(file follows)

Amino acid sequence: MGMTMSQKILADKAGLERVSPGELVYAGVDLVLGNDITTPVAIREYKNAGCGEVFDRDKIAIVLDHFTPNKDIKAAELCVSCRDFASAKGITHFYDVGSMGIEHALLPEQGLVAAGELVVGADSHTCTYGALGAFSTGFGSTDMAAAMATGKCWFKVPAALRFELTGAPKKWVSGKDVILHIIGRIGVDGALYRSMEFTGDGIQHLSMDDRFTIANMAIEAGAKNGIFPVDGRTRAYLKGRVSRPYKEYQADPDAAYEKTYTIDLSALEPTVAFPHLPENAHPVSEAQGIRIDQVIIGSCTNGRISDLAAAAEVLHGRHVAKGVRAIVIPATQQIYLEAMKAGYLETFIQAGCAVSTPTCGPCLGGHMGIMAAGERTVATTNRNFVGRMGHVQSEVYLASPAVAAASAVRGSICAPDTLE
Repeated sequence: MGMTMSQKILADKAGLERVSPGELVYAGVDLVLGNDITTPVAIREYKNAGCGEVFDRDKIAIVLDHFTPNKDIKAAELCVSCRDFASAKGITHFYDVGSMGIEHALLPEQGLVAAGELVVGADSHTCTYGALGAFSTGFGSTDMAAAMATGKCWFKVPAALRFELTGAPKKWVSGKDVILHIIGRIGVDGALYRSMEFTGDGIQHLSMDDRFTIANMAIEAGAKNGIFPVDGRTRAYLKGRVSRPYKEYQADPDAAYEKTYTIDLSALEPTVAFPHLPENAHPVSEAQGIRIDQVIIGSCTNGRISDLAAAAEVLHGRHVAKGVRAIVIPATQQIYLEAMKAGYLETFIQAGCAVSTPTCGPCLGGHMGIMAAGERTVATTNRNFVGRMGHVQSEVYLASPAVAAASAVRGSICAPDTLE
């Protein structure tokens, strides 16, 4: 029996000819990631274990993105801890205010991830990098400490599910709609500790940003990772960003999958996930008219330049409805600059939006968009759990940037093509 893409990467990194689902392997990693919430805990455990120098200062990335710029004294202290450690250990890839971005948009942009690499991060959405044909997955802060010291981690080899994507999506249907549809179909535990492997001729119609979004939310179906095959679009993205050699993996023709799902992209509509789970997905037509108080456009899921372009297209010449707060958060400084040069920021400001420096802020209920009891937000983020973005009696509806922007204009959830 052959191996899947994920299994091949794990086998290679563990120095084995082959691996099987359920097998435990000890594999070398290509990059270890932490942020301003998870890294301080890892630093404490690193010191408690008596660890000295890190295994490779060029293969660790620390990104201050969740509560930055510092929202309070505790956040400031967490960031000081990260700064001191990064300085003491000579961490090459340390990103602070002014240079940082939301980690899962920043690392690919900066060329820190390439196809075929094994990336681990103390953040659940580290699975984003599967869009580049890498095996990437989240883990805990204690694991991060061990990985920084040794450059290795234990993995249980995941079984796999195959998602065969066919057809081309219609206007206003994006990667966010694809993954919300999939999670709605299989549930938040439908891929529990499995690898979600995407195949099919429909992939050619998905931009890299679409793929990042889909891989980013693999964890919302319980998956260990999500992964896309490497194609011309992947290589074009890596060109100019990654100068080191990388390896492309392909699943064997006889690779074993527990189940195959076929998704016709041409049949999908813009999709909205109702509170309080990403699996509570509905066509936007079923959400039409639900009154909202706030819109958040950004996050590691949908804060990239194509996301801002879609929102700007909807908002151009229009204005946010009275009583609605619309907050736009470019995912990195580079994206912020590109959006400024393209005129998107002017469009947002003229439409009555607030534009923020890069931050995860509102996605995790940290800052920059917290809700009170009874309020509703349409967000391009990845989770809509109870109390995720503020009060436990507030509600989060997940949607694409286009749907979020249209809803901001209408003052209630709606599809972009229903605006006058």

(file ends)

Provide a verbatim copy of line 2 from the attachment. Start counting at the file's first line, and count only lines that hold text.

Repeated sequence: MGMTMSQKILADKAGLERVSPGELVYAGVDLVLGNDITTPVAIREYKNAGCGEVFDRDKIAIVLDHFTPNKDIKAAELCVSCRDFASAKGITHFYDVGSMGIEHALLPEQGLVAAGELVVGADSHTCTYGALGAFSTGFGSTDMAAAMATGKCWFKVPAALRFELTGAPKKWVSGKDVILHIIGRIGVDGALYRSMEFTGDGIQHLSMDDRFTIANMAIEAGAKNGIFPVDGRTRAYLKGRVSRPYKEYQADPDAAYEKTYTIDLSALEPTVAFPHLPENAHPVSEAQGIRIDQVIIGSCTNGRISDLAAAAEVLHGRHVAKGVRAIVIPATQQIYLEAMKAGYLETFIQAGCAVSTPTCGPCLGGHMGIMAAGERTVATTNRNFVGRMGHVQSEVYLASPAVAAASAVRGSICAPDTLE